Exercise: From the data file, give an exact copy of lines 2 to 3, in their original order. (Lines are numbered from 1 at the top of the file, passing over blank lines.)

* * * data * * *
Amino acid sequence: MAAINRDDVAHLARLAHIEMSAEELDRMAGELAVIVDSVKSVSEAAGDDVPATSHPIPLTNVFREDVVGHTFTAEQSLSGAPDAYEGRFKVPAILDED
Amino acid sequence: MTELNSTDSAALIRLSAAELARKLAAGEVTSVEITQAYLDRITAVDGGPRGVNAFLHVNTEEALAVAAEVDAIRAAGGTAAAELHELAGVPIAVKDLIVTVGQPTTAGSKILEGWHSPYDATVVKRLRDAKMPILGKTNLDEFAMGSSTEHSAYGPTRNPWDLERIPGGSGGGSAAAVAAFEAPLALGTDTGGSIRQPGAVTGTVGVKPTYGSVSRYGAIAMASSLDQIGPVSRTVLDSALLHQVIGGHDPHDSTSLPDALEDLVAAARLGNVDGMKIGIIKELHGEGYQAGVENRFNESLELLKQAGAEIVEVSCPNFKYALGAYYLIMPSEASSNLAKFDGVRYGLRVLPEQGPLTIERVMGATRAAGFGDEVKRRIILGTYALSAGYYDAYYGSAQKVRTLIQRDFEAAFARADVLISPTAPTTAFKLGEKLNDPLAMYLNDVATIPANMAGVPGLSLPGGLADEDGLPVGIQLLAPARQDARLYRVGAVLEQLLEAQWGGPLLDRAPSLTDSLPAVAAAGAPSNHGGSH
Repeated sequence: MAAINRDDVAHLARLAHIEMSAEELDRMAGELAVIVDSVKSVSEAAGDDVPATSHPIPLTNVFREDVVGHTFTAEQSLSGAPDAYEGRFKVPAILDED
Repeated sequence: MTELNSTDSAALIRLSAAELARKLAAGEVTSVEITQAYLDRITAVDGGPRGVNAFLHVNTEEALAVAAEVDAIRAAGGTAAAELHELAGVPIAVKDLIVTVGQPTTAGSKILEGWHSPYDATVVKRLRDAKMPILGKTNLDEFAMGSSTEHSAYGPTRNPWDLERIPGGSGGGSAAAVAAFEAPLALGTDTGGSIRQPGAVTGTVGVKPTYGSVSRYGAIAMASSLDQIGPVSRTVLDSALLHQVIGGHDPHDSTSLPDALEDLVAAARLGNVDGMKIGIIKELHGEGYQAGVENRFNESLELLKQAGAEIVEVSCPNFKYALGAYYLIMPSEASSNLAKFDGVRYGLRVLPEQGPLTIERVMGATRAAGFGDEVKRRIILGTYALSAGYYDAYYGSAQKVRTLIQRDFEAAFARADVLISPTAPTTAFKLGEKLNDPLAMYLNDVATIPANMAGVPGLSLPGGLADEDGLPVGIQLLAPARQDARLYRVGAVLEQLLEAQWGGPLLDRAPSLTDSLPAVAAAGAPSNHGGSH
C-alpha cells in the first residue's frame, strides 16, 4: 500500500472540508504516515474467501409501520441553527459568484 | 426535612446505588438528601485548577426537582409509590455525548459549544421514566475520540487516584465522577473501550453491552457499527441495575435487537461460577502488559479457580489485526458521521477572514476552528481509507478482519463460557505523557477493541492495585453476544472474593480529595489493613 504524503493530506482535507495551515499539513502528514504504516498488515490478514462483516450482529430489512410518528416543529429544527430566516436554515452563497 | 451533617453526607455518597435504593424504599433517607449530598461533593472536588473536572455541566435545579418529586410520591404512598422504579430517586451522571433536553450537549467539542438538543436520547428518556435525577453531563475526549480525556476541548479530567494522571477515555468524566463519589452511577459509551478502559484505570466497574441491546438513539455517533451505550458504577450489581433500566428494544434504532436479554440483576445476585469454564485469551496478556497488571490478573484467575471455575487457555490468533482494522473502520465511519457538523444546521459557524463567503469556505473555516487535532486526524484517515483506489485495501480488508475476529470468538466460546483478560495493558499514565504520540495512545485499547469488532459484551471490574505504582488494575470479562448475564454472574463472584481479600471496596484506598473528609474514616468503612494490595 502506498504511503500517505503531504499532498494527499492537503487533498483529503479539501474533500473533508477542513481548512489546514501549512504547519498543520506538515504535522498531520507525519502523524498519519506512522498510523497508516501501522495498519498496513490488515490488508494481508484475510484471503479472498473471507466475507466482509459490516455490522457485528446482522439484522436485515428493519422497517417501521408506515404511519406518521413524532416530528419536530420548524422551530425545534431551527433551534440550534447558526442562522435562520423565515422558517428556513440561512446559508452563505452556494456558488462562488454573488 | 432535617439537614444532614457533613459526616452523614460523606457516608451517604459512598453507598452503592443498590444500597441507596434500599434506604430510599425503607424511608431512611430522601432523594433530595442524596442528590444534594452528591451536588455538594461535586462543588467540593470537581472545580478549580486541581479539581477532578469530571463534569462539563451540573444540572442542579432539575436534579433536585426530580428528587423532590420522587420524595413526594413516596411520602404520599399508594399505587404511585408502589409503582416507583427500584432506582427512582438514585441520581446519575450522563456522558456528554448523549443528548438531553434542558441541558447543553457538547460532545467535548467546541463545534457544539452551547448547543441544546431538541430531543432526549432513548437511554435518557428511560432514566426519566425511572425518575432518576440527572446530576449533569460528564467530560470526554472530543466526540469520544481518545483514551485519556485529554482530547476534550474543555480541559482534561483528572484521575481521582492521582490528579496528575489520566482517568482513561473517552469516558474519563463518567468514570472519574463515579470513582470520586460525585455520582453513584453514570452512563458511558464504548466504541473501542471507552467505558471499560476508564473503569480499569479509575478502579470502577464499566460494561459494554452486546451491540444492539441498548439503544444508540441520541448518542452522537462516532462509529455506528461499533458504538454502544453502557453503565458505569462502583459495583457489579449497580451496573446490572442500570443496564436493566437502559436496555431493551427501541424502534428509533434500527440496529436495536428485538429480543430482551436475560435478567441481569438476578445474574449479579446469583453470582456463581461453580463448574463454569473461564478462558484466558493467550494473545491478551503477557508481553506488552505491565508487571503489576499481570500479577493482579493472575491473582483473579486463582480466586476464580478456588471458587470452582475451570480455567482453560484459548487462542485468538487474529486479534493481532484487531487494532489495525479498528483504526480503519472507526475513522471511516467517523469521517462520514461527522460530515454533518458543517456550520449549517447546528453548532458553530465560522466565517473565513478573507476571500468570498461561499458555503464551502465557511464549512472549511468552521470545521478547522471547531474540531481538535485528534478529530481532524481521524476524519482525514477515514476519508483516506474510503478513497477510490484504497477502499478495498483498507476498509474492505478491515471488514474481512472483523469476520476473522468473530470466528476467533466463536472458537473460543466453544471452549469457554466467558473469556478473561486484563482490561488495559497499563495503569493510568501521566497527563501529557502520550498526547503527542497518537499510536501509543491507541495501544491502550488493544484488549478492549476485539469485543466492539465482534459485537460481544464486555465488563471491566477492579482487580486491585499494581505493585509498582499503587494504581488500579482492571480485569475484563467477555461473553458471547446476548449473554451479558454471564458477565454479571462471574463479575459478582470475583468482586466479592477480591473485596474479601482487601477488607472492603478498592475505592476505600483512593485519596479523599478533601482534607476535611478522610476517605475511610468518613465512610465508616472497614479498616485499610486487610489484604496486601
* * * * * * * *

Amino acid sequence: MTELNSTDSAALIRLSAAELARKLAAGEVTSVEITQAYLDRITAVDGGPRGVNAFLHVNTEEALAVAAEVDAIRAAGGTAAAELHELAGVPIAVKDLIVTVGQPTTAGSKILEGWHSPYDATVVKRLRDAKMPILGKTNLDEFAMGSSTEHSAYGPTRNPWDLERIPGGSGGGSAAAVAAFEAPLALGTDTGGSIRQPGAVTGTVGVKPTYGSVSRYGAIAMASSLDQIGPVSRTVLDSALLHQVIGGHDPHDSTSLPDALEDLVAAARLGNVDGMKIGIIKELHGEGYQAGVENRFNESLELLKQAGAEIVEVSCPNFKYALGAYYLIMPSEASSNLAKFDGVRYGLRVLPEQGPLTIERVMGATRAAGFGDEVKRRIILGTYALSAGYYDAYYGSAQKVRTLIQRDFEAAFARADVLISPTAPTTAFKLGEKLNDPLAMYLNDVATIPANMAGVPGLSLPGGLADEDGLPVGIQLLAPARQDARLYRVGAVLEQLLEAQWGGPLLDRAPSLTDSLPAVAAAGAPSNHGGSH
Repeated sequence: MAAINRDDVAHLARLAHIEMSAEELDRMAGELAVIVDSVKSVSEAAGDDVPATSHPIPLTNVFREDVVGHTFTAEQSLSGAPDAYEGRFKVPAILDED